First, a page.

Sunday, March 9, 2014
The Associated Press
CAPE CANAVERAL, Fla. - Earth-like worlds may be closer and more plentiful than anyone imagined.
This rendering shows a planet with two moons orbiting in the habitable zone of a red dwarf star.
The Associated Press
Astronomers reported Wednesday that the nearest Earth-like planet may be just 13 light-years away -- or some 77 trillion miles. That planet hasn't been found yet, but should be there based on the team's study of red dwarf stars.
Galactically speaking, that's right next door.
If our Milky Way galaxy were shrunk to the size of the United States, the distance between Earth and its closest Earth-like neighbor would be the span of New York's Central Park, said Harvard University graduate student Courtney Dressing, the study's lead author.
"The nearest Earth-like planet is simply a stroll across the park away," she said.
Small, cool red dwarfs are the most common stars in our galaxy, numbering at least 75 billion.
The Harvard-Smithsonian Center for Astrophysics team estimates 6 percent of red dwarf stars have Earth-like planets. To qualify, the planet must be roughly the size of Earth and get as much light from its star as Earth does from the sun.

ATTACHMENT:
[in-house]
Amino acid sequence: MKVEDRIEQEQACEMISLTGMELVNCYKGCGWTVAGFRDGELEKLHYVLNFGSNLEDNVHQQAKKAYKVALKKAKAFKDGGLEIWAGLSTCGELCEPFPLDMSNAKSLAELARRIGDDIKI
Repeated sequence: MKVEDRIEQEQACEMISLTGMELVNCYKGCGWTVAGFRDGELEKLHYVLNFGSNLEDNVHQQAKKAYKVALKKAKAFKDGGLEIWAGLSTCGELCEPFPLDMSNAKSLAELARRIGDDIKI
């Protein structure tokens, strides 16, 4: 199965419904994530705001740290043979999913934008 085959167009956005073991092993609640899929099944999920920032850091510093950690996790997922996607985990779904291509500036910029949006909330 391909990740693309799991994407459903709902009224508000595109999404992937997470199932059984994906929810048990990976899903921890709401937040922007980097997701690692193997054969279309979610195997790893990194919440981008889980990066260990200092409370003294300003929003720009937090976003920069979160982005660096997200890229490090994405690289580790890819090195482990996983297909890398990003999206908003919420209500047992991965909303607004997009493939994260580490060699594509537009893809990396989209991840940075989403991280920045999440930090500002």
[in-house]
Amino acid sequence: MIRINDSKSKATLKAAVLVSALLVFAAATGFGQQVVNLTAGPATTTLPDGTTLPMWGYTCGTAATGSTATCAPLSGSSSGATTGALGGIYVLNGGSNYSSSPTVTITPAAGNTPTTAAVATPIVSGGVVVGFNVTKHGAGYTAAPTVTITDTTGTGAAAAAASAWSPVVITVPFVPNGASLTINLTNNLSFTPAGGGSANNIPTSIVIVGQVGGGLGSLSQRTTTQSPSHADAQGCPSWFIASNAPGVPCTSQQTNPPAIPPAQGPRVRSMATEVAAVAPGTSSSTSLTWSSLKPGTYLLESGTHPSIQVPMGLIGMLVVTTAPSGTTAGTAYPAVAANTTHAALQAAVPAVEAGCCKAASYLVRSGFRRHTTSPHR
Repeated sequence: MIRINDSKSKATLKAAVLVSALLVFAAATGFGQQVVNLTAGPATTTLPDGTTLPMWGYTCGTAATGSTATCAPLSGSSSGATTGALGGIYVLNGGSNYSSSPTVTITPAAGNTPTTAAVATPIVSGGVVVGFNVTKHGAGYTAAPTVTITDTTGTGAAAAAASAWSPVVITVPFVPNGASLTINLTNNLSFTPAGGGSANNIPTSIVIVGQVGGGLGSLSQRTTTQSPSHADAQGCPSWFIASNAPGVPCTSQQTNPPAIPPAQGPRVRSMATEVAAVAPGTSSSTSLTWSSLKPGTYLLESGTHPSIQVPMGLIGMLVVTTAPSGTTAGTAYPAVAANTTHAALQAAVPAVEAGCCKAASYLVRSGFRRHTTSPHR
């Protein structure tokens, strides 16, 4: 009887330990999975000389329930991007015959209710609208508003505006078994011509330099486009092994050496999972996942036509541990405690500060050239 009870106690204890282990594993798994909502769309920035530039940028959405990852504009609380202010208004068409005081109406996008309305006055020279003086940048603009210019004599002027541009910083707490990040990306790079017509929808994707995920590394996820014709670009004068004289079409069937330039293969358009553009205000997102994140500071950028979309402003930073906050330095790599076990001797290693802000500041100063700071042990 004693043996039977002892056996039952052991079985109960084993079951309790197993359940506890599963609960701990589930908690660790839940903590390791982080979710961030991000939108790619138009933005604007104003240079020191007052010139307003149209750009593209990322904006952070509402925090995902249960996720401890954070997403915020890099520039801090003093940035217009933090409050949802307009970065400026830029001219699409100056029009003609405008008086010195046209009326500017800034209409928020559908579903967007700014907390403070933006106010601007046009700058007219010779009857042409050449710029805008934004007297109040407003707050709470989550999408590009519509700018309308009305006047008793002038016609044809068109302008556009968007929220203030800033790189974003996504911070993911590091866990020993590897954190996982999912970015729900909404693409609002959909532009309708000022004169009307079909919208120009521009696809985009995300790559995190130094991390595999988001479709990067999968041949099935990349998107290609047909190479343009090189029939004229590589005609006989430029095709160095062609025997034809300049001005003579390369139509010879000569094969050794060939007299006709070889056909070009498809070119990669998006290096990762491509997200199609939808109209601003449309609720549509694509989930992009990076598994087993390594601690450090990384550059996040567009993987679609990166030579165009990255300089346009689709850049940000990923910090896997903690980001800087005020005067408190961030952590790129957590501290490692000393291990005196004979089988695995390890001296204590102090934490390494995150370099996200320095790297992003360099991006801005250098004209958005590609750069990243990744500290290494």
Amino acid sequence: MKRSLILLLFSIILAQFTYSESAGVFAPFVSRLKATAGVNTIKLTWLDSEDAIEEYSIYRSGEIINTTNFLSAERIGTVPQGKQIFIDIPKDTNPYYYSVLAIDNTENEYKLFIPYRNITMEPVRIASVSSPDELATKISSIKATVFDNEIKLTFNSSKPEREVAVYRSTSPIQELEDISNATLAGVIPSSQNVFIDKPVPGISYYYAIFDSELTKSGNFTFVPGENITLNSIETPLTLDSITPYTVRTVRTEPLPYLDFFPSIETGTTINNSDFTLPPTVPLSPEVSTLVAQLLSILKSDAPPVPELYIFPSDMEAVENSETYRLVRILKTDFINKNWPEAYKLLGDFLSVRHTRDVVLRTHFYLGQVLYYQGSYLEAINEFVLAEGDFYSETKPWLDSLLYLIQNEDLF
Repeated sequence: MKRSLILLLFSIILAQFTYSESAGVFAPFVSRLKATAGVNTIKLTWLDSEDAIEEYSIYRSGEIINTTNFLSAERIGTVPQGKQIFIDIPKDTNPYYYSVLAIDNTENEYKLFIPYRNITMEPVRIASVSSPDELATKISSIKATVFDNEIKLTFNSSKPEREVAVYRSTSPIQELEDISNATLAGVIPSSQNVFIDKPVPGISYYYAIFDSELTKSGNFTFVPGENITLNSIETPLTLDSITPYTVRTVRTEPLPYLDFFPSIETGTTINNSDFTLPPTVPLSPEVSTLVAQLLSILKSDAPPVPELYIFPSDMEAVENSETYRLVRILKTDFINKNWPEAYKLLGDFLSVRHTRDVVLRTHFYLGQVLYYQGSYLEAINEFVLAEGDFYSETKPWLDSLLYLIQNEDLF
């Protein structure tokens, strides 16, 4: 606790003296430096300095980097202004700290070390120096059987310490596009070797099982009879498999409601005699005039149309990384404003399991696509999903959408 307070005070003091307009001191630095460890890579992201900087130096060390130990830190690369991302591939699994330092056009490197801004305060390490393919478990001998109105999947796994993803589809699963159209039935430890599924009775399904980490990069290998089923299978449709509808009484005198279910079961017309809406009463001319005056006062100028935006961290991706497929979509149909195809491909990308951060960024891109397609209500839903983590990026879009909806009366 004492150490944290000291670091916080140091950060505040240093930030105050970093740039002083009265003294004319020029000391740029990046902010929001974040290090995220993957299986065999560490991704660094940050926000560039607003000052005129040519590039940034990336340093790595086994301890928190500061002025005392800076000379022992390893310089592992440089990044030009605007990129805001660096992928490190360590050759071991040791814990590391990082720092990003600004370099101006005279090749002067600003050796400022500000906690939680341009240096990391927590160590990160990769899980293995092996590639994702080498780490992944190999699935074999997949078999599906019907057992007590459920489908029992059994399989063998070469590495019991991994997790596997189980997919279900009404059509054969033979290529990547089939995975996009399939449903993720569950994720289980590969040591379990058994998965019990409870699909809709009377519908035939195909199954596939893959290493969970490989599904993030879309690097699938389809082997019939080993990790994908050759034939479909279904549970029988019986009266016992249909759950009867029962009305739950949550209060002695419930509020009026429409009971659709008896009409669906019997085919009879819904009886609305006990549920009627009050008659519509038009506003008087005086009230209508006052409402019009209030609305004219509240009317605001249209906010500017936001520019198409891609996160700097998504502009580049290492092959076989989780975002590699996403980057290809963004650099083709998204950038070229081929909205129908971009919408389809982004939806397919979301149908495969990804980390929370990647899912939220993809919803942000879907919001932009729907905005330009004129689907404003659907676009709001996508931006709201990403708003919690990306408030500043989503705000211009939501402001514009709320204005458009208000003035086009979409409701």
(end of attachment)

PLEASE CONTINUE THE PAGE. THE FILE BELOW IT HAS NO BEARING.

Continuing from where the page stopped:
This high rate of occurrence should simplify the search for extraterrestrial life.
As the report's co-author, David Charbonneau, noted, he's an astronomer, but hopes to become a biologist if that search succeeds.
These planetary candidates are quite different than Earth because of the differences between their red dwarf stars and the sun, Charbonneau told reporters.
Because the red dwarfs are so much smaller, potentially habitable planets would need to orbit much closer than the Earth does to the sun. They likely would be rocky
Red dwarf stars also can be old -- far older than our sun -- which means their planets could be much older than Earth and their potential life forms much more evolved.
"It's right within reach and future efforts will put scientists hot on the trail of finding life elsewhere in the galaxy," said California Institute of Technology astronomer John Johnson.